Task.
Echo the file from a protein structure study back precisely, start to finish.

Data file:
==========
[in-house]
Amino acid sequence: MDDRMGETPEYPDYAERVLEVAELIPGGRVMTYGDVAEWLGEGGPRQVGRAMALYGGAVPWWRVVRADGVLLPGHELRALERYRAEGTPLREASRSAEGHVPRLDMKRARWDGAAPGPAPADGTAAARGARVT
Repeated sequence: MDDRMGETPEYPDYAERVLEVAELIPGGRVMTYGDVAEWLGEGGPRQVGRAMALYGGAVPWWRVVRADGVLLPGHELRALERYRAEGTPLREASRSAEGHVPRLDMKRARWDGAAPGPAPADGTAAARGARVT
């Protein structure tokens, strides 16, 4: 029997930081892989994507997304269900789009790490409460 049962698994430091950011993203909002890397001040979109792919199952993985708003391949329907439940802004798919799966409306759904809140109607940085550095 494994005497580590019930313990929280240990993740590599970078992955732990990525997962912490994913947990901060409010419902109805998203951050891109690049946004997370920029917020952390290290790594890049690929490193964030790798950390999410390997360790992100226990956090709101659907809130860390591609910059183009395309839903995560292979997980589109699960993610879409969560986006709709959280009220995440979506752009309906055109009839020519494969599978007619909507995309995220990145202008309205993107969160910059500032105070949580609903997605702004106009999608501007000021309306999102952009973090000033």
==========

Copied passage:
[in-house]
Amino acid sequence: MDDRMGETPEYPDYAERVLEVAELIPGGRVMTYGDVAEWLGEGGPRQVGRAMALYGGAVPWWRVVRADGVLLPGHELRALERYRAEGTPLREASRSAEGHVPRLDMKRARWDGAAPGPAPADGTAAARGARVT
Repeated sequence: MDDRMGETPEYPDYAERVLEVAELIPGGRVMTYGDVAEWLGEGGPRQVGRAMALYGGAVPWWRVVRADGVLLPGHELRALERYRAEGTPLREASRSAEGHVPRLDMKRARWDGAAPGPAPADGTAAARGARVT
């Protein structure tokens, strides 16, 4: 029997930081892989994507997304269900789009790490409460 049962698994430091950011993203909002890397001040979109792919199952993985708003391949329907439940802004798919799966409306759904809140109607940085550095 494994005497580590019930313990929280240990993740590599970078992955732990990525997962912490994913947990901060409010419902109805998203951050891109690049946004997370920029917020952390290290790594890049690929490193964030790798950390999410390997360790992100226990956090709101659907809130860390591609910059183009395309839903995560292979997980589109699960993610879409969560986006709709959280009220995440979506752009309906055109009839020519494969599978007619909507995309995220990145202008309205993107969160910059500032105070949580609903997605702004106009999608501007000021309306999102952009973090000033």